How Dry Baths Are Used in the Laboratory

The dry bath is a versatile piece of equipment which provides controlled dry heat for a wide variety of clinical and general chemistry applications. They are useful in the latest process incubation, temperature calibration, blood bank, enzyme reactions, incubation, inactivation and temperature calibration applications.

The more recently designed units offer unparalleled accuracy and flexibility in application. Some have an auto tuned, microprocessor based temperature controller that controls the key parameters of temperature. They provide the user with more control than any other block heater available for the cost of the unit. Some also have fully stainless steel bodies, blocks of anodized aluminum and are autoclavable.

A dry bath is a valuable device in histology, clinical, environmental, molecular biology and industrial laboratories. These heated chambers are filled with salt, sand, aluminum blocks or other media and are designed to hold different sizes of glassware. They are ideal for use in sera, enzyme reactions, blood cross-matching, cholesterol determinations and Rh studies.

Both analog as well as digital models of bath are available, with the digital type becoming increasingly popular; these units are a good alternative to hot plates in the laboratory. They are often substituted for water baths in various laboratory applications. A dry bath can be controlled by microprocessors to regulate the high power heaters in the baths and provide accurate temperature control. This eliminates the need for temperature adjustments and frequent temperature checking with a thermometer.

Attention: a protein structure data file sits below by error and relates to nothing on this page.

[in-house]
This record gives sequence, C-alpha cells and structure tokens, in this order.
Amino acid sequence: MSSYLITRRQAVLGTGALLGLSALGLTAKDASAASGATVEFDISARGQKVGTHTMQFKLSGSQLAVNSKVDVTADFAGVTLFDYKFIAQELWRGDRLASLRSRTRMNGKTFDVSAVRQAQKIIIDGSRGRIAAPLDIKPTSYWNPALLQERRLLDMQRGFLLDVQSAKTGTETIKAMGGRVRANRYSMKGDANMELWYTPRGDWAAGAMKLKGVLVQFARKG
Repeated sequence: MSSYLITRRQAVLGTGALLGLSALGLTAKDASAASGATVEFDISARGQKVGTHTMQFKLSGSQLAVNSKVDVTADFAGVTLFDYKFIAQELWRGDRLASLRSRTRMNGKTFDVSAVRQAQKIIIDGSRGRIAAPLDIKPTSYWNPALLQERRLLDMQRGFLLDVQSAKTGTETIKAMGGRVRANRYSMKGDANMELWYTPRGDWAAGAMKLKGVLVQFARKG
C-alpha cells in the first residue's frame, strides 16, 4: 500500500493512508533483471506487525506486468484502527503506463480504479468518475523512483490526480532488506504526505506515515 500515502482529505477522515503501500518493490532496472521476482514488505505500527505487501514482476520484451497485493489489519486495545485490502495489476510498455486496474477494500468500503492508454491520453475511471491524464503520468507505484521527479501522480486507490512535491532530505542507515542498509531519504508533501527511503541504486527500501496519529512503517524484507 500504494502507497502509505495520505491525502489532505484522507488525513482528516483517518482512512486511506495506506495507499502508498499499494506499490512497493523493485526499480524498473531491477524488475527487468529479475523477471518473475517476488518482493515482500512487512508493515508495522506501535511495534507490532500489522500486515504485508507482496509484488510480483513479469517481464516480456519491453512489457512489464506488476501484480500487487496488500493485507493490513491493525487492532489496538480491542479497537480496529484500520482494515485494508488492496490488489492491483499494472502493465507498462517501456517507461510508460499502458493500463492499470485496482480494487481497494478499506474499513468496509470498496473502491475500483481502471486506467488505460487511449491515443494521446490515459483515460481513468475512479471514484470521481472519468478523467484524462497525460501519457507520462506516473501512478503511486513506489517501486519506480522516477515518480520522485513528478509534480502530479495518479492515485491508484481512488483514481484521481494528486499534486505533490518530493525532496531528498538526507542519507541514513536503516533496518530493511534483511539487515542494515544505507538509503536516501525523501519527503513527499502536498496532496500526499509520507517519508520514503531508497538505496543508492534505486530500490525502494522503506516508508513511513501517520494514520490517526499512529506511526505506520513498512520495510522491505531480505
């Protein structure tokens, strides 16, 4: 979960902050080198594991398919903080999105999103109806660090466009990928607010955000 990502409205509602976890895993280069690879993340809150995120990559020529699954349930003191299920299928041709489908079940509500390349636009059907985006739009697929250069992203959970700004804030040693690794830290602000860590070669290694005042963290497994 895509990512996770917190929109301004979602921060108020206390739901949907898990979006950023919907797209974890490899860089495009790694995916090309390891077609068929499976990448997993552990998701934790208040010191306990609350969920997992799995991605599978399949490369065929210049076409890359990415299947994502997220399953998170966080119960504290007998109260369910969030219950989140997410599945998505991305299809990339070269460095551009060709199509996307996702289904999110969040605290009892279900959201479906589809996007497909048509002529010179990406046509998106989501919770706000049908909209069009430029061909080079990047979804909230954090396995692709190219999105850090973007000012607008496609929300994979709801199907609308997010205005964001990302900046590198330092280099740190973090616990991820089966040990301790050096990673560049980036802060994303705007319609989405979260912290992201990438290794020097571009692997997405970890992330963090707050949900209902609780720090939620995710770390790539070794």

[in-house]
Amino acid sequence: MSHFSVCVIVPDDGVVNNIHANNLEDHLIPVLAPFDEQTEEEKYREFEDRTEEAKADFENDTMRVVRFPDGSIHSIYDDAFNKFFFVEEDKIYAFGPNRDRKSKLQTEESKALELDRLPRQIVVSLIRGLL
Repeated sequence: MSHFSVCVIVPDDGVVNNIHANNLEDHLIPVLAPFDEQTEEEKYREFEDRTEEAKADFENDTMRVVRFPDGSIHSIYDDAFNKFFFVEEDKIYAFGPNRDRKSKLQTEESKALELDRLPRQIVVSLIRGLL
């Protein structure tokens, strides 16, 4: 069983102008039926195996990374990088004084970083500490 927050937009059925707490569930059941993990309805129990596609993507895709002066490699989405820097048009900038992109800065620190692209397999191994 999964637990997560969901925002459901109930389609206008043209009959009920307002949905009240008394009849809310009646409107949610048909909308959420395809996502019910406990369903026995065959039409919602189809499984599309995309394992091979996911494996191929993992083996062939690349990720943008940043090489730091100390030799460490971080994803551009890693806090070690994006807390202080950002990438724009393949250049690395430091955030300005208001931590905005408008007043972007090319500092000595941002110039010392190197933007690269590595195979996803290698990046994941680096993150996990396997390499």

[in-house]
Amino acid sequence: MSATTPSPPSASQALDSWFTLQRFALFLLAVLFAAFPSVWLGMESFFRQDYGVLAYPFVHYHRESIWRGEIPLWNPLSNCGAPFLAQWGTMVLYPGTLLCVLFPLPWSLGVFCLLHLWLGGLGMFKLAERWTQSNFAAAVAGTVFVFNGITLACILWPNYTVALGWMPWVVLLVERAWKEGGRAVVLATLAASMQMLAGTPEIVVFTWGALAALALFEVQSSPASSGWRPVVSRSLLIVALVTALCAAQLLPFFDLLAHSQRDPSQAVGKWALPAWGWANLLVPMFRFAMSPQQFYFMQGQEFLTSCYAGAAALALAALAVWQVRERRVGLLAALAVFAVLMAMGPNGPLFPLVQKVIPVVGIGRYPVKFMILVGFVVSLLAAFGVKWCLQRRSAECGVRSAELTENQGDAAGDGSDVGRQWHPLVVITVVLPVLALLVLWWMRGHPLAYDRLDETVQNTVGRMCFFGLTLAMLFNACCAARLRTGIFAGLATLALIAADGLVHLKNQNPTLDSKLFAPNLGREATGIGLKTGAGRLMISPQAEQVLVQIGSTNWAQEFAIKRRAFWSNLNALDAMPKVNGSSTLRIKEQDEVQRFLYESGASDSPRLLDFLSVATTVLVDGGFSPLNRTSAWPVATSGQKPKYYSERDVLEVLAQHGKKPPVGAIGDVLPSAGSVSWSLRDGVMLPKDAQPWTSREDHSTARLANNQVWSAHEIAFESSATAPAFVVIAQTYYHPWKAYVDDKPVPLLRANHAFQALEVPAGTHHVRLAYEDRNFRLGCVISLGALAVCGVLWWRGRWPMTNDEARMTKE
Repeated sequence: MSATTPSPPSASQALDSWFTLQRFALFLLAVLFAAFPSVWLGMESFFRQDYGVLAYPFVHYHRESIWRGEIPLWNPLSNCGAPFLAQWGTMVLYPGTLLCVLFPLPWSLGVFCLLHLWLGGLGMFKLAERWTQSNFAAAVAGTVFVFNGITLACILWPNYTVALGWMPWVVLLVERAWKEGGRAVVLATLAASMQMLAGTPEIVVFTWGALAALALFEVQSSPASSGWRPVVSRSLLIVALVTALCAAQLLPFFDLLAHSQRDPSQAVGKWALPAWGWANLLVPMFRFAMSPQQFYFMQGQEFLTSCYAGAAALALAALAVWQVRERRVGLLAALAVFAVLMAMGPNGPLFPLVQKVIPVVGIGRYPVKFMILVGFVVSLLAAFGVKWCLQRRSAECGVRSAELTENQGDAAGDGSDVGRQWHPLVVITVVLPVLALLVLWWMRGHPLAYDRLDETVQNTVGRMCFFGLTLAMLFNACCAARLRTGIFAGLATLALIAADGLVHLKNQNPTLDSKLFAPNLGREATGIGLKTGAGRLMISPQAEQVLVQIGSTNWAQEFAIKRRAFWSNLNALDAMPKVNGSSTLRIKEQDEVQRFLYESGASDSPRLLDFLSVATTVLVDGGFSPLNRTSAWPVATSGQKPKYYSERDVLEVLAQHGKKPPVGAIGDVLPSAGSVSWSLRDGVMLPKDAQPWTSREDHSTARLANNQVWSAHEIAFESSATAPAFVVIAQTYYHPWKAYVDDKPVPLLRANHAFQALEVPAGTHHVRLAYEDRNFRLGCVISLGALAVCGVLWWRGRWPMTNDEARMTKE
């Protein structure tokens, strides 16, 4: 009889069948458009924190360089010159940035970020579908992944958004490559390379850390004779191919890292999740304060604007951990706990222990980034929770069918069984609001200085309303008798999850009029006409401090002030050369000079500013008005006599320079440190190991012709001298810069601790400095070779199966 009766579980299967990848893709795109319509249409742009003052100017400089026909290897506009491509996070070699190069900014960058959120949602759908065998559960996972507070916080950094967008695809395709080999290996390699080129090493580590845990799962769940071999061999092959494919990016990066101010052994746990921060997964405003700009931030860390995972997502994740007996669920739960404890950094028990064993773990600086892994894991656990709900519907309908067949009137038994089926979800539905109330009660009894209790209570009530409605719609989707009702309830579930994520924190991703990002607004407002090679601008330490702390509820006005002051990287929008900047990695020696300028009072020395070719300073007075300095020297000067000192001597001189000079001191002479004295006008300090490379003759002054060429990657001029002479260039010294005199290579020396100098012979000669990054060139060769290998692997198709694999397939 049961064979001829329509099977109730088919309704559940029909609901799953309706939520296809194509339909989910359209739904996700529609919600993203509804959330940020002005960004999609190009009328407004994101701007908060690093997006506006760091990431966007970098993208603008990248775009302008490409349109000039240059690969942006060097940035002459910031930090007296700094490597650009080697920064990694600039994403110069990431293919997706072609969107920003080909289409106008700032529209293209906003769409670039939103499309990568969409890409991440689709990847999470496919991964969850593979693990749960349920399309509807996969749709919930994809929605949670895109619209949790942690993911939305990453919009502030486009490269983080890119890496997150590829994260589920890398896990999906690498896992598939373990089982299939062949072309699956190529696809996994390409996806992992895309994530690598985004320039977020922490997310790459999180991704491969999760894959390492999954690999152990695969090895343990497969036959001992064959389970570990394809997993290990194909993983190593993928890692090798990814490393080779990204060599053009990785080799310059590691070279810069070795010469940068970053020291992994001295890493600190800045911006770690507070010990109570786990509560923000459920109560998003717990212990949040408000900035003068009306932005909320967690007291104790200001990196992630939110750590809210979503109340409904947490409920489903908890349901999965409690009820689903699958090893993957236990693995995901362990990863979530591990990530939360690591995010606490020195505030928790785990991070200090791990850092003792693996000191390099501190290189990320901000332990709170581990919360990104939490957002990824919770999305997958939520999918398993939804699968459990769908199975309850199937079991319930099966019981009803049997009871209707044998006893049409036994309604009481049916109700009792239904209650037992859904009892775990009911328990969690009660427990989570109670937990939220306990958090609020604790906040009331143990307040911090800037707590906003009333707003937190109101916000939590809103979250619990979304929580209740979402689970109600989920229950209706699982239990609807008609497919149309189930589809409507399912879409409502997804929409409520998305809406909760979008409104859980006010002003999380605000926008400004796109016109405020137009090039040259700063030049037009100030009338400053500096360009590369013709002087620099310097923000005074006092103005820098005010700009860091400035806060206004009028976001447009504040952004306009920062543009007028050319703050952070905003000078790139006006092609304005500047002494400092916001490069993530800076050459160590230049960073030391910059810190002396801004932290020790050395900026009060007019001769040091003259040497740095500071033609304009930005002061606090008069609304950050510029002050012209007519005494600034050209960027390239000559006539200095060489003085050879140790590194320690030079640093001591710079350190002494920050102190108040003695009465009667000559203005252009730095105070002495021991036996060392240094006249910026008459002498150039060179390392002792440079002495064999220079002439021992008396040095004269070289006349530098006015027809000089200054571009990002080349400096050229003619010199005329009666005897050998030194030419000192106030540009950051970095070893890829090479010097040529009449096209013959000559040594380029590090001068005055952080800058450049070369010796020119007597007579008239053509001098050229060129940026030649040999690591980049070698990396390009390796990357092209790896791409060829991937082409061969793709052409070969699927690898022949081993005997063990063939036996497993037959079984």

The block portion of the bath must be made of material that is capable of transferring the heat uniformly from the heating element to the interchangeable blocks. The blocks need to be of uniform size so that each of them receives equal temperature treatment irrespective of their position in the bath. Another variation of the device involves the addition of agitation. This adaptation is designed to provide a gentle to vigorous agitation in the heated atmosphere. It is ideal for use in marine biology, substance abuse testing and water testing.

The bead bath is another type of dry bath that is in use for certain applications. It can be used to replace the traditional water, oil and sand-filled bath with a smooth metallic thermal bead bath. It can also substitute for an ice bucket. The bead bath type is relatively simple, clean and safe. Since microbes can thrive in water, it is useful to eliminate the use of water as a bath solution. Water and ice can introduce both biological and chemical contaminants to the incubating samples. These unknowns can put the research work at risk and create a complex, unpredictable work environment.

Open sources of water in the lab’s dry bath put both the researcher and the lab at risk of incubating and spreading biological or chemical contamination between samples, equipment and people. Unknown biological and chemical contamination in water can readily enter your incubating samples at the vessel’s closure. This can result in distorted data and non-reproducible results. Thermal bead technology will save the researcher countless hours of reworking ruined experiments, cut down on wasted reagents and eliminate cleaning and filling duties. The beads can also extend the life of the dry bath equipment by eliminating corrosion and possibly even burn-out.